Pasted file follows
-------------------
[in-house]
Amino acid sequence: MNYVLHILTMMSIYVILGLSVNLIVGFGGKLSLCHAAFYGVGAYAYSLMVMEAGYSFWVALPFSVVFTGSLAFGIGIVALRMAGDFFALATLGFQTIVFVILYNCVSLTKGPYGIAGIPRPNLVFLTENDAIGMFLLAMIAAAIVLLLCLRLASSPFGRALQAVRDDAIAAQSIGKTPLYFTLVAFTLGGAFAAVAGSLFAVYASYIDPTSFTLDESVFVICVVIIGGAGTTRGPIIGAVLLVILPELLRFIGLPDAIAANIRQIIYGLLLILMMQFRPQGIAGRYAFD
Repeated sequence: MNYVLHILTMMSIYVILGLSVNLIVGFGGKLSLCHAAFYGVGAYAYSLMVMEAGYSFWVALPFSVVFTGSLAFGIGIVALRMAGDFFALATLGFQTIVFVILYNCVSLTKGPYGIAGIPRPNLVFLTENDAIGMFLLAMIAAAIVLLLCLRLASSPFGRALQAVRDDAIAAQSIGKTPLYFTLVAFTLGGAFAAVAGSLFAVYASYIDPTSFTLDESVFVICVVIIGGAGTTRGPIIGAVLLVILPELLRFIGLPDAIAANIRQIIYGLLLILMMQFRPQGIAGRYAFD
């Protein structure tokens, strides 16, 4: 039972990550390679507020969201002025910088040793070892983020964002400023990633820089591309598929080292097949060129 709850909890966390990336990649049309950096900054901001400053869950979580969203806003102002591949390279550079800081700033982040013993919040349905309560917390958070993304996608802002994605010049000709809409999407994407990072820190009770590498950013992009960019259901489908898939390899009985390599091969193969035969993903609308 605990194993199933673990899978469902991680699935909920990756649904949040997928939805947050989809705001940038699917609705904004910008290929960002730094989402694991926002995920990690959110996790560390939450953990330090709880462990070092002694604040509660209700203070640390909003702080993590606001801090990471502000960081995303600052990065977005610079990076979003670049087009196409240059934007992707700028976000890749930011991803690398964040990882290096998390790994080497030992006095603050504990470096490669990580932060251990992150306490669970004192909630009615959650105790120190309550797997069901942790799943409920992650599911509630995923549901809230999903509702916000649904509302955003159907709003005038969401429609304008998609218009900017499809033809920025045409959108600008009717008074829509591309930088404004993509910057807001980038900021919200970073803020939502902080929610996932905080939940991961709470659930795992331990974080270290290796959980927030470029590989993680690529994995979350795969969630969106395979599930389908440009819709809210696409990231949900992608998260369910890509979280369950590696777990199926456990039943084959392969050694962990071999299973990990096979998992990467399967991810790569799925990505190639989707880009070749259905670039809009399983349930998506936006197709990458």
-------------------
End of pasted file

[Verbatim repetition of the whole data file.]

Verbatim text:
[in-house]
Amino acid sequence: MNYVLHILTMMSIYVILGLSVNLIVGFGGKLSLCHAAFYGVGAYAYSLMVMEAGYSFWVALPFSVVFTGSLAFGIGIVALRMAGDFFALATLGFQTIVFVILYNCVSLTKGPYGIAGIPRPNLVFLTENDAIGMFLLAMIAAAIVLLLCLRLASSPFGRALQAVRDDAIAAQSIGKTPLYFTLVAFTLGGAFAAVAGSLFAVYASYIDPTSFTLDESVFVICVVIIGGAGTTRGPIIGAVLLVILPELLRFIGLPDAIAANIRQIIYGLLLILMMQFRPQGIAGRYAFD
Repeated sequence: MNYVLHILTMMSIYVILGLSVNLIVGFGGKLSLCHAAFYGVGAYAYSLMVMEAGYSFWVALPFSVVFTGSLAFGIGIVALRMAGDFFALATLGFQTIVFVILYNCVSLTKGPYGIAGIPRPNLVFLTENDAIGMFLLAMIAAAIVLLLCLRLASSPFGRALQAVRDDAIAAQSIGKTPLYFTLVAFTLGGAFAAVAGSLFAVYASYIDPTSFTLDESVFVICVVIIGGAGTTRGPIIGAVLLVILPELLRFIGLPDAIAANIRQIIYGLLLILMMQFRPQGIAGRYAFD
């Protein structure tokens, strides 16, 4: 039972990550390679507020969201002025910088040793070892983020964002400023990633820089591309598929080292097949060129 709850909890966390990336990649049309950096900054901001400053869950979580969203806003102002591949390279550079800081700033982040013993919040349905309560917390958070993304996608802002994605010049000709809409999407994407990072820190009770590498950013992009960019259901489908898939390899009985390599091969193969035969993903609308 605990194993199933673990899978469902991680699935909920990756649904949040997928939805947050989809705001940038699917609705904004910008290929960002730094989402694991926002995920990690959110996790560390939450953990330090709880462990070092002694604040509660209700203070640390909003702080993590606001801090990471502000960081995303600052990065977005610079990076979003670049087009196409240059934007992707700028976000890749930011991803690398964040990882290096998390790994080497030992006095603050504990470096490669990580932060251990992150306490669970004192909630009615959650105790120190309550797997069901942790799943409920992650599911509630995923549901809230999903509702916000649904509302955003159907709003005038969401429609304008998609218009900017499809033809920025045409959108600008009717008074829509591309930088404004993509910057807001980038900021919200970073803020939502902080929610996932905080939940991961709470659930795992331990974080270290290796959980927030470029590989993680690529994995979350795969969630969106395979599930389908440009819709809210696409990231949900992608998260369910890509979280369950590696777990199926456990039943084959392969050694962990071999299973990990096979998992990467399967991810790569799925990505190639989707880009070749259905670039809009399983349930998506936006197709990458």